We’re certainly in an unusual situation given the impact from the Canadian wildfires. Here’s some information you should consider if you have employees working outdoors.
- Check the air quality of the specific area (zip code). This site is one of the resources for doing so: https://www.airnow.gov/
- AirNow is a source for air quality data for your local area. AirNow produces an Air Quality Index (AQI). The AQI is a numeric and color-coded index designed to communicate whether air quality is healthy or unhealthy. You can use the index linked HERE to protect your health.
- Monitor the air quality throughout the shift.
- Take appropriate steps to safeguard your workers and pay particular attention to those with heart or lung disease, like asthma or chronic obstructive pulmonary disease (COPD). Keep in mind that older adults, children, and expectant mothers are more likely to be affected by smoke.
- Avoid activities that increase indoor pollution such as burning candles, smoking indoors, and using fireplaces.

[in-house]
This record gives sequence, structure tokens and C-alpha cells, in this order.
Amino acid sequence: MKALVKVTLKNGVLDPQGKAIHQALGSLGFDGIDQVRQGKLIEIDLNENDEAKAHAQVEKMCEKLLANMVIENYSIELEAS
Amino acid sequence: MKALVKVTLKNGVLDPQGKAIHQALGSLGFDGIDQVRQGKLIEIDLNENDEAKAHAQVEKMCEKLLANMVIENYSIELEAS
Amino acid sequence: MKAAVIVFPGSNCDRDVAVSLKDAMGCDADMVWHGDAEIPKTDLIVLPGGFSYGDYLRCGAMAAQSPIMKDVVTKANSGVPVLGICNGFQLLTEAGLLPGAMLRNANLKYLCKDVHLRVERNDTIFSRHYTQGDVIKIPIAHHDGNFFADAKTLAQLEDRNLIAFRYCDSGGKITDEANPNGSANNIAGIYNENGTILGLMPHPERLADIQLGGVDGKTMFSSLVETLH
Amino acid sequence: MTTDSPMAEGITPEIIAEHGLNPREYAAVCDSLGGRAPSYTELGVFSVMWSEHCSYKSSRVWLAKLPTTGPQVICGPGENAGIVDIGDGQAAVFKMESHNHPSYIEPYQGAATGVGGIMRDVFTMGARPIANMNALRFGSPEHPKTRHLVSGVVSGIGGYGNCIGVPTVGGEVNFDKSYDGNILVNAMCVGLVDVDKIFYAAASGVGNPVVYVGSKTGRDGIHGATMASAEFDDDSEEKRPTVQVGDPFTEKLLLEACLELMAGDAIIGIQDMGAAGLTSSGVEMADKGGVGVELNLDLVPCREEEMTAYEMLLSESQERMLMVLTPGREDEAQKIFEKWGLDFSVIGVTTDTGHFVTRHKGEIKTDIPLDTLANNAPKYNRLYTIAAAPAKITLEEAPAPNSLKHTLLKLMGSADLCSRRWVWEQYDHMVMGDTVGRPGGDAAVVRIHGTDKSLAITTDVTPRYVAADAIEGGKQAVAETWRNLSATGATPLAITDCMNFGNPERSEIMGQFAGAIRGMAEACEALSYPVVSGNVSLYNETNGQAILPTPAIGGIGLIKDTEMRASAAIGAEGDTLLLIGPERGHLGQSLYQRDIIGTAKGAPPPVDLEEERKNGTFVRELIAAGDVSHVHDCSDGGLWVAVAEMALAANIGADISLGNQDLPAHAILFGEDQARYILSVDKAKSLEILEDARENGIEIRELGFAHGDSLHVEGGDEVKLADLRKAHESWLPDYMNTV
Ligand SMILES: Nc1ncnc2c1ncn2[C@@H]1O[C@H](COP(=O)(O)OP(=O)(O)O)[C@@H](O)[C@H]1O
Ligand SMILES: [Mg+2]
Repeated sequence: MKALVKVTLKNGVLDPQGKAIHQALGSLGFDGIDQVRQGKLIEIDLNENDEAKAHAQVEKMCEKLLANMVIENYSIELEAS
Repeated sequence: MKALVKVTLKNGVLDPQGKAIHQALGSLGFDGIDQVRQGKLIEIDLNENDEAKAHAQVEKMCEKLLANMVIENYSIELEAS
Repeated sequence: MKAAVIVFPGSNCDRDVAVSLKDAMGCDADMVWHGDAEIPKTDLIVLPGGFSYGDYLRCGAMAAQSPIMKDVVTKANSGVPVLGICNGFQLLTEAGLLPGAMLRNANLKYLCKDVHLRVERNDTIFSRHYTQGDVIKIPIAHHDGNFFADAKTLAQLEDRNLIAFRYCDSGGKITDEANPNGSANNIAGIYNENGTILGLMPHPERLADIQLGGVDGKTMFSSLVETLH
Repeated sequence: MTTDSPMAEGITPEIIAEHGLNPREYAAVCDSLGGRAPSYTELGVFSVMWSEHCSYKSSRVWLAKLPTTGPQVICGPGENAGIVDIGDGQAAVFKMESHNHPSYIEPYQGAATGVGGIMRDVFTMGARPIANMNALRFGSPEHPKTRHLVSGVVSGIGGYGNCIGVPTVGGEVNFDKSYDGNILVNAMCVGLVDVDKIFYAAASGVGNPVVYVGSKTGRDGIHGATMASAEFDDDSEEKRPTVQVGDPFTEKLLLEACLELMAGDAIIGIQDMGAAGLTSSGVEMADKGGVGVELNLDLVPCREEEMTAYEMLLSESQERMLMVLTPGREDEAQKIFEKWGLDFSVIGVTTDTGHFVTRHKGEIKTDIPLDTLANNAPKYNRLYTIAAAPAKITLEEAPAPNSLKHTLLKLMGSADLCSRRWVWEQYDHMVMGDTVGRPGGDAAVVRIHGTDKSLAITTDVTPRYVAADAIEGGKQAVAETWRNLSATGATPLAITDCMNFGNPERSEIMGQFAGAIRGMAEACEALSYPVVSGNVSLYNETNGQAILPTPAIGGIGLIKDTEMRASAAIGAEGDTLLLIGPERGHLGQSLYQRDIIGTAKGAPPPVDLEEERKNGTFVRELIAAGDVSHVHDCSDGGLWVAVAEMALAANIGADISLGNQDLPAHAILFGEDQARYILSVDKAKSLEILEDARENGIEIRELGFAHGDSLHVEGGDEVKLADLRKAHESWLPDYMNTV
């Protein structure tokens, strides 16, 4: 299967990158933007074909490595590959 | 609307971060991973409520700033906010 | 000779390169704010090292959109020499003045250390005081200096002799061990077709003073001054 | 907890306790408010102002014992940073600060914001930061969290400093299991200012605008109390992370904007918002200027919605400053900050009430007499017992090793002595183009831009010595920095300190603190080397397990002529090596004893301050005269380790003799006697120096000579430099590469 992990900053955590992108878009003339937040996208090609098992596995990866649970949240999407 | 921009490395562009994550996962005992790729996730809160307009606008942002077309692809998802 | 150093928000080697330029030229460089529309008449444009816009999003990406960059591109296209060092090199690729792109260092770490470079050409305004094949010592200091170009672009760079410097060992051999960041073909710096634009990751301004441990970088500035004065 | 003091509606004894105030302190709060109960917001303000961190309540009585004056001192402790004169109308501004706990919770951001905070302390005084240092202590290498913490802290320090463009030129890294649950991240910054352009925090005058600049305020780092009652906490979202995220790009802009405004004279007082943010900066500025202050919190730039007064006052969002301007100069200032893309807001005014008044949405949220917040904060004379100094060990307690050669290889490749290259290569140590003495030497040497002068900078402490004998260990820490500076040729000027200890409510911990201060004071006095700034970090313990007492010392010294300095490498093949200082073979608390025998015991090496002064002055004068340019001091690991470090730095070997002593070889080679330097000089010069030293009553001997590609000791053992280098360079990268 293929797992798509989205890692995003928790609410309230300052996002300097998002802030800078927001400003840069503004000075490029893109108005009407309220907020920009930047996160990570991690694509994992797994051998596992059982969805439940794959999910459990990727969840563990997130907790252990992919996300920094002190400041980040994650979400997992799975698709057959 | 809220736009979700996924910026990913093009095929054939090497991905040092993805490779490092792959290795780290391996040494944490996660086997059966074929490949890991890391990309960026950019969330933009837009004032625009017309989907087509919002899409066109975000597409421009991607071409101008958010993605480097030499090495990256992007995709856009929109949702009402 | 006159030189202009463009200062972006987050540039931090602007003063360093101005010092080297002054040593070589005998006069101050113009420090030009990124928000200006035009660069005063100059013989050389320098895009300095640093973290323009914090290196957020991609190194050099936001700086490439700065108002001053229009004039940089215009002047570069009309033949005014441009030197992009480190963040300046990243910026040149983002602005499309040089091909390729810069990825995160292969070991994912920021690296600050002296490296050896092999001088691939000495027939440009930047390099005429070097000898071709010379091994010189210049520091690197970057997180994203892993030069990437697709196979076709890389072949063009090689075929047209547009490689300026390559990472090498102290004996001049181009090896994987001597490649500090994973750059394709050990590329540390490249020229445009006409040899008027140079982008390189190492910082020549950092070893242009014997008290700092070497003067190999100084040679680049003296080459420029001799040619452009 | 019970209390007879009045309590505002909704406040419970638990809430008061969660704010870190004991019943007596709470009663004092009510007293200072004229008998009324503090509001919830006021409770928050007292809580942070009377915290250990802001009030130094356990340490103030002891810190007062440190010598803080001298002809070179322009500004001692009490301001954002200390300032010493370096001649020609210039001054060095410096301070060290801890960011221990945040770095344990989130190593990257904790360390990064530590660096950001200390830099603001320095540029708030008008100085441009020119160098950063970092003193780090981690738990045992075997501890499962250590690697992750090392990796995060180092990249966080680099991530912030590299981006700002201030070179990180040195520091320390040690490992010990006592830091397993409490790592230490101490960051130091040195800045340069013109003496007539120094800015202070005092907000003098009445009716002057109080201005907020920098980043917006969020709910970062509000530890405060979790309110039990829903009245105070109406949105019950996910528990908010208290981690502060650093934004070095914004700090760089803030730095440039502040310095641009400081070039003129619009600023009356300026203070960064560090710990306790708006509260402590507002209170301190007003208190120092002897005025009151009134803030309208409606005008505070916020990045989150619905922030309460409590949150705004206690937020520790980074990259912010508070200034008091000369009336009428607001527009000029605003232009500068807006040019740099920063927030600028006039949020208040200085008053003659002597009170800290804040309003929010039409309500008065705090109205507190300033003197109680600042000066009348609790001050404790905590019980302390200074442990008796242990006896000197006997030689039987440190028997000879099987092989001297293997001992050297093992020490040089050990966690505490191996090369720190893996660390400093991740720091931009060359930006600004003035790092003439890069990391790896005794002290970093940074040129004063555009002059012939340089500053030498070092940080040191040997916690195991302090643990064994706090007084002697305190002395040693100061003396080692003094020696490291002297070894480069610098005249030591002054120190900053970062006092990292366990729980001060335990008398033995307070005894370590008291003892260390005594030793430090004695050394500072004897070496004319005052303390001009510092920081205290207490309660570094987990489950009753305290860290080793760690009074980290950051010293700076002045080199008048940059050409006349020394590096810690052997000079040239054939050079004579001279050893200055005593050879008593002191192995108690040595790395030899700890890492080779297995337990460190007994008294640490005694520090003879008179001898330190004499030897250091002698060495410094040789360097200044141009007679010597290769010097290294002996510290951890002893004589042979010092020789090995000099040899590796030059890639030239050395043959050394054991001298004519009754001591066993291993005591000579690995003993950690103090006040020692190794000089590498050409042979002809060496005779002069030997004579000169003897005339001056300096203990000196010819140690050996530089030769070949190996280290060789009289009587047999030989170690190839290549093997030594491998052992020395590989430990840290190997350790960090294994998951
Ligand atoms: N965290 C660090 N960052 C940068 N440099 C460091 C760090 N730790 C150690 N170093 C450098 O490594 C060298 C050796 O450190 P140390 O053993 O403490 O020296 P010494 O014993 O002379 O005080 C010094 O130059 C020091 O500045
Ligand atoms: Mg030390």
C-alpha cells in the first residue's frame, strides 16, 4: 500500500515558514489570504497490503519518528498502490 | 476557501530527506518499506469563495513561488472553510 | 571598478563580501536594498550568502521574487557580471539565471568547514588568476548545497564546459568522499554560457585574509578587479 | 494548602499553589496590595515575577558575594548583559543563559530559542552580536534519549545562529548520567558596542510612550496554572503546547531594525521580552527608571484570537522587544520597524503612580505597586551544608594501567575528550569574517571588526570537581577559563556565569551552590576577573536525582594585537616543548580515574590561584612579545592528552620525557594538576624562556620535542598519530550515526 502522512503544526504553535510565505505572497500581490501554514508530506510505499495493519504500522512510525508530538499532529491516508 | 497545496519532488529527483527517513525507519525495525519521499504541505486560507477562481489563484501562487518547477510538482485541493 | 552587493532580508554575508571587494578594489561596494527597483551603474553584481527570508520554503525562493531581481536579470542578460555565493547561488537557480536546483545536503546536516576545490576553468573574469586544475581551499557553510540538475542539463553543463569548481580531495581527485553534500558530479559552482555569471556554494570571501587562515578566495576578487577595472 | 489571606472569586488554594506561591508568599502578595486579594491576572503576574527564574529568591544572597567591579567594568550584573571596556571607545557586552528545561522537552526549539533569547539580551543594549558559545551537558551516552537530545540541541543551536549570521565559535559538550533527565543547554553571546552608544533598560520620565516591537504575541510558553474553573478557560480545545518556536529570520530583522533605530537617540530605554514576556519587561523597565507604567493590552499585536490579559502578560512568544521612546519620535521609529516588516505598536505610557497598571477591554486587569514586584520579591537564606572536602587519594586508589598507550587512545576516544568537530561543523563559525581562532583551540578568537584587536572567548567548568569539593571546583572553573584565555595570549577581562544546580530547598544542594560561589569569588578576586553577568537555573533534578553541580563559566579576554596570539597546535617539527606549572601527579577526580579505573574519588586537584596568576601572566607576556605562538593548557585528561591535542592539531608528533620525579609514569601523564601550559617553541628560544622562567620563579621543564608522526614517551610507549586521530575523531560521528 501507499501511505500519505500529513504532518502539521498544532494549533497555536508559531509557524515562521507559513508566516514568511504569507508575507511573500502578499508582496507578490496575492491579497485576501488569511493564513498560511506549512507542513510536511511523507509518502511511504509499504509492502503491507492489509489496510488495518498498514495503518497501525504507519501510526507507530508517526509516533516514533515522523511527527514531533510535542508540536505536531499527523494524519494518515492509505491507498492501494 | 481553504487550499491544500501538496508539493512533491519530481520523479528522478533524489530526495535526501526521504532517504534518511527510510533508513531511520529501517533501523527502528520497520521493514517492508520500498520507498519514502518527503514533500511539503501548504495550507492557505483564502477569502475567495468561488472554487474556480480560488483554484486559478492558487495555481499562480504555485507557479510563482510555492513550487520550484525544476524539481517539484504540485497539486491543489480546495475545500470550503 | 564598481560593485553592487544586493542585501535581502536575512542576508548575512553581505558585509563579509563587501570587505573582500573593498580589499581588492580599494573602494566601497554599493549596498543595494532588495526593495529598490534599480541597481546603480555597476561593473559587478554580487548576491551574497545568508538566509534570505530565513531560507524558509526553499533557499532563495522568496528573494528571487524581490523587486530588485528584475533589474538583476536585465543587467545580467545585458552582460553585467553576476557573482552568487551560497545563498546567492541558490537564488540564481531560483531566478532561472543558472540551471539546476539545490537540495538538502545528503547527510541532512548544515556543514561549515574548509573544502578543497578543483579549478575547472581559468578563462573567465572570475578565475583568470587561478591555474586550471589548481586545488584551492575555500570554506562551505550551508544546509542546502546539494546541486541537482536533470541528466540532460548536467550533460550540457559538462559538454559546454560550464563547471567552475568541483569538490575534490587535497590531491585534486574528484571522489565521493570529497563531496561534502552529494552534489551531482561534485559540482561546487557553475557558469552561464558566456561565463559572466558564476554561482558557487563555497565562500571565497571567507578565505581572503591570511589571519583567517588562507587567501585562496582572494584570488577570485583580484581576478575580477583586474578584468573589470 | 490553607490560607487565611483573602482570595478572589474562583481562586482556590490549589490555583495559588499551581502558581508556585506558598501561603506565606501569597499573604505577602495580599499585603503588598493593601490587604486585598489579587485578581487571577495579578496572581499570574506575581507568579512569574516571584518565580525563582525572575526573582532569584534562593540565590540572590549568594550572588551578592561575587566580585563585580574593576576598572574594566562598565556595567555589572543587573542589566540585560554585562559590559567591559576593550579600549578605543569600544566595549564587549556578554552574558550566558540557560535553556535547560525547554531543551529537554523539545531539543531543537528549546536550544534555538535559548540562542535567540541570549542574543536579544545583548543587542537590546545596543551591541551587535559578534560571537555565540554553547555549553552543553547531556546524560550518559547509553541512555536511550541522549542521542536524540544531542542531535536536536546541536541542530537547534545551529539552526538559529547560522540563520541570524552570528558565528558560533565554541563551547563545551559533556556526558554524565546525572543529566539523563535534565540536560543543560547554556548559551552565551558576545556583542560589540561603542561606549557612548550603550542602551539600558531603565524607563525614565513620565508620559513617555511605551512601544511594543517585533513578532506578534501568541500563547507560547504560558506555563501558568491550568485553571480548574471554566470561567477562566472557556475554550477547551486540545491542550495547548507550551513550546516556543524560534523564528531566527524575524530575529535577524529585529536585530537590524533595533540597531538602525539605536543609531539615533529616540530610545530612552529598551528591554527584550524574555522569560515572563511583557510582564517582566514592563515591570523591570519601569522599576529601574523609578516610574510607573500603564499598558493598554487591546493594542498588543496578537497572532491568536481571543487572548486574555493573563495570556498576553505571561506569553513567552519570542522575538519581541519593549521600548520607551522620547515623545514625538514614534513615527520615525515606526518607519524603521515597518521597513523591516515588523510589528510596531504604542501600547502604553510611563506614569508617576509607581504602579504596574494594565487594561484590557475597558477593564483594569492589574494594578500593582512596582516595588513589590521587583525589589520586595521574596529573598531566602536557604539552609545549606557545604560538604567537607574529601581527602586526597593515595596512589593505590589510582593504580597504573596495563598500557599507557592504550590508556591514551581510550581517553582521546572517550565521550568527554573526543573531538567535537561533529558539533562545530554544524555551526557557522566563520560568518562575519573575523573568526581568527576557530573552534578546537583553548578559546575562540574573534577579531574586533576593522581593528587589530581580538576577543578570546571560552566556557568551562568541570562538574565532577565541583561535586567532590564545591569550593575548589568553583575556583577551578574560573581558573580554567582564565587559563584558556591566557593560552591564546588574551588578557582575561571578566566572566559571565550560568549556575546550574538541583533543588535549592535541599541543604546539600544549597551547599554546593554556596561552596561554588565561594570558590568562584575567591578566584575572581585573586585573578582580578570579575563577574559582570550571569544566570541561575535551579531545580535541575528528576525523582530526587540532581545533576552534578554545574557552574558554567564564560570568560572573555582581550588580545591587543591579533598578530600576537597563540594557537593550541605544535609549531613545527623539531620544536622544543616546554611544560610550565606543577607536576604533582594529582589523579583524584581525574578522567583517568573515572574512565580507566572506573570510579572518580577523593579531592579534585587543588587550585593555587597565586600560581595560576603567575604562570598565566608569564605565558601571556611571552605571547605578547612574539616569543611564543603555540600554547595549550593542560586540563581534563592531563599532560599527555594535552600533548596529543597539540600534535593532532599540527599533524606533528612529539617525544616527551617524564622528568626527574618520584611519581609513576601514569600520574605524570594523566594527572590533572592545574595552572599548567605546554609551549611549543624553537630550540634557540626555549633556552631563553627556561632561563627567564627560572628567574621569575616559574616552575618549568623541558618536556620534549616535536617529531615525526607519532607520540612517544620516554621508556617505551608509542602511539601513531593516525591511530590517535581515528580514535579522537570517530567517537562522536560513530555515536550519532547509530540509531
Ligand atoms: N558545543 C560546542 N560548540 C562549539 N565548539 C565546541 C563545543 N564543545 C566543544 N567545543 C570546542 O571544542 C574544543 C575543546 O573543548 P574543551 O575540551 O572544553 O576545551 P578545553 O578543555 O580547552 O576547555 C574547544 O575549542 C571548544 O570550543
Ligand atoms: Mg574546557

- Keep indoors as clean as possible by using air conditioning and shutting doors and windows.
- Room air cleaners can help reduce particle levels indoors, provided they are the right size and type. The EPA states that we should not use an air cleaner that generates ozone because it puts more pollution in the air.
- If working outdoors, consider the following:
- Change clothing after working outside and put clothing directly in the wash. Particulates can infiltrate clothing and then be inhaled by the person or their family once indoors.
- The Environmental Protection Agency (EPA) says dust masks aren’t enough to avoid both large and small particles in smoke. The EPA suggest N95 or KN95 filtering facepiece masks, if you have them available, to help protect your lungs. Note however that occupational use—including voluntary use by employees—of filtering facepiece masks as defined by OSHA must comply with the relevant portions of OSHA’s Respiratory Protection standard.
CBS News – Is it safe to work outside? What experts advise as Canadian wildfire smoke stifles East Coast
Environmental Protection Agency – Wildfires and Smoke